….to say nothing of my efforts to remain the laziest pseudo-sports blogger in North America. I know it’s easy to sneer at younger folks waiting outside shopping malls for overpriced sneakers, but if you told me other coveted goods were up for grabs inside one of these suburban monuments to materialism, who’s to say I’d not be on the receiving end of a truncheon beat-down, too?
As mentioned far and wide, Ryan Braun no longer has a 50 game suspension hanging over his head after an arbitration panel nullfied his MLB-imposed PED penalty. Reached for comment by The Star’s Brendan Kennedy, former World Anti-Doping Association head Dick Pound (above) argues the reigning NL MVP got off, “on a very thin legal technicality that has no substantive value at all,” (link swiped from Repoz and Baseball Think Factory)
“He’s running around saying that he’s cleared is a misstatement,” insisted Pound. “Anybody who’s at all neutral in this is going to say, ‘Well, he dodged a bullet with that.’ ”
“This is a 20:1 ratio (of testosterone to epitestosterone) — give me a … break,” Pound said, adding that storing the sample in a fridge over a weekend would not change its contents.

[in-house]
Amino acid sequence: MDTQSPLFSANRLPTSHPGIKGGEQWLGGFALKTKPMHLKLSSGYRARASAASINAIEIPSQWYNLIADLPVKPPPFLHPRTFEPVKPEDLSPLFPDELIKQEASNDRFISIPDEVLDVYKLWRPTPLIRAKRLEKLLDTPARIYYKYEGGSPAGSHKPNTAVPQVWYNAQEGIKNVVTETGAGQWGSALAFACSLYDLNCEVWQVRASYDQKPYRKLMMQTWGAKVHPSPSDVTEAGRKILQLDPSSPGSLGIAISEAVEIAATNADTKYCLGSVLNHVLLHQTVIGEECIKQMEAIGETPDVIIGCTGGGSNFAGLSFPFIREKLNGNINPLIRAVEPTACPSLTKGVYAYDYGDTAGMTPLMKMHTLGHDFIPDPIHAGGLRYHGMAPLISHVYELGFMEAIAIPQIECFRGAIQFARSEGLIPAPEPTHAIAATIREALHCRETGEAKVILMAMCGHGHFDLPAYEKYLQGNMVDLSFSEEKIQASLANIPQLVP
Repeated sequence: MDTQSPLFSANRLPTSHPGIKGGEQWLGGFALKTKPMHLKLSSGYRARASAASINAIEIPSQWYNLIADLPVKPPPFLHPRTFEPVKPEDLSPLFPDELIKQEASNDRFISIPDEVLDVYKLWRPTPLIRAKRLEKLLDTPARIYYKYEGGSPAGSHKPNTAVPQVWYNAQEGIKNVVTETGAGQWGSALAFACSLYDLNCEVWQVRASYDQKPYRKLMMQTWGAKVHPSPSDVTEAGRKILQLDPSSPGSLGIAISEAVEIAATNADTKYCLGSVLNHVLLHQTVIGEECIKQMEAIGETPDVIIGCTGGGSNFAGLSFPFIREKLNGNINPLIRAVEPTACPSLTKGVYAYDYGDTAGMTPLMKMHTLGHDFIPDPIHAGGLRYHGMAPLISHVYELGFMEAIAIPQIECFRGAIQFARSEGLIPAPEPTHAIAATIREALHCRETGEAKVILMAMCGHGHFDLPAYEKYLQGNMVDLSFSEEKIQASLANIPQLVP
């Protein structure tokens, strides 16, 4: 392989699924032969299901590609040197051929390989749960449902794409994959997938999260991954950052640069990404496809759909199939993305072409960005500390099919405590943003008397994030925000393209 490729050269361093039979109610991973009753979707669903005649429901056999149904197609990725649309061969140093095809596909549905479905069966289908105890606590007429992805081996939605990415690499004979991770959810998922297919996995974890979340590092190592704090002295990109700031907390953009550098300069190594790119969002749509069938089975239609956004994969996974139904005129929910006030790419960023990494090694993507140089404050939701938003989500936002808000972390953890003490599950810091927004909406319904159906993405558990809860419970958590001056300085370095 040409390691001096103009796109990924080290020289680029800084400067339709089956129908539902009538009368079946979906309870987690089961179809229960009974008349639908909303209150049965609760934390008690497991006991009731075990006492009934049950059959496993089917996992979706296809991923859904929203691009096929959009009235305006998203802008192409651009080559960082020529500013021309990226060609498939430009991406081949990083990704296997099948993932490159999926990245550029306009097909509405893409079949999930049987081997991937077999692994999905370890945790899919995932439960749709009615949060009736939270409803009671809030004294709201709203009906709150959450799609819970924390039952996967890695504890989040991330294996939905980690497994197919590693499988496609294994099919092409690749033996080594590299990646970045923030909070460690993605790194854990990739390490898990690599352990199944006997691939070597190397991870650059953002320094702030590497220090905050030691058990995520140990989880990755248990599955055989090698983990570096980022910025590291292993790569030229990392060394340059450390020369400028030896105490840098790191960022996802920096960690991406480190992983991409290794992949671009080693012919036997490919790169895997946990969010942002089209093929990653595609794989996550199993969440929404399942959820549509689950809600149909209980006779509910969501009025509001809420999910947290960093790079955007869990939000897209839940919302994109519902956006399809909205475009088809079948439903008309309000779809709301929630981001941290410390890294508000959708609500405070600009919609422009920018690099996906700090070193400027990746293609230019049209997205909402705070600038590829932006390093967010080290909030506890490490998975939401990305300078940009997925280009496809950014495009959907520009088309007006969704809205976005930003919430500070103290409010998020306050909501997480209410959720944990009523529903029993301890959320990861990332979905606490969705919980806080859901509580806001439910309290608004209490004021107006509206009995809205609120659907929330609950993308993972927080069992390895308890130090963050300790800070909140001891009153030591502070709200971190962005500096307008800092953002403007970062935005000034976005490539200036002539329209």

“There was no sign of any tampering, so I don’t understand how a properly formed independent panel could come to the conclusion that that invalidated the test,” Pound said. “It’s not sitting there in the fridge generating false testosterone.”
Pound said Major League Baseball should review its contract with its players regarding performance-enhancing drugs in order to close any loopholes that may be there. But he blames Das, the independent arbitrator, not the league, for what he believes was the wrong decision.
“Frankly, (Das) should have had more sense or more judgment.”
When he wasn’t quoting scripture (and lines from that great religious epic, “The Waterboy”, Rangers OF Josh Hamilton told an assembled Spring Training media throng earlier today that he’s not inclined to let his recent alcohol relapse diminish his bargaining power with Texas. From the Dallas Morning News’ Evan P. Grant :
“The Rangers have done great things for me,” Hamilton said. “Let me ask you a question: Have I done great things for the Rangers? I think I’ve given everything I had. This is still a business. It’s the entertainment business, but it’s still a business.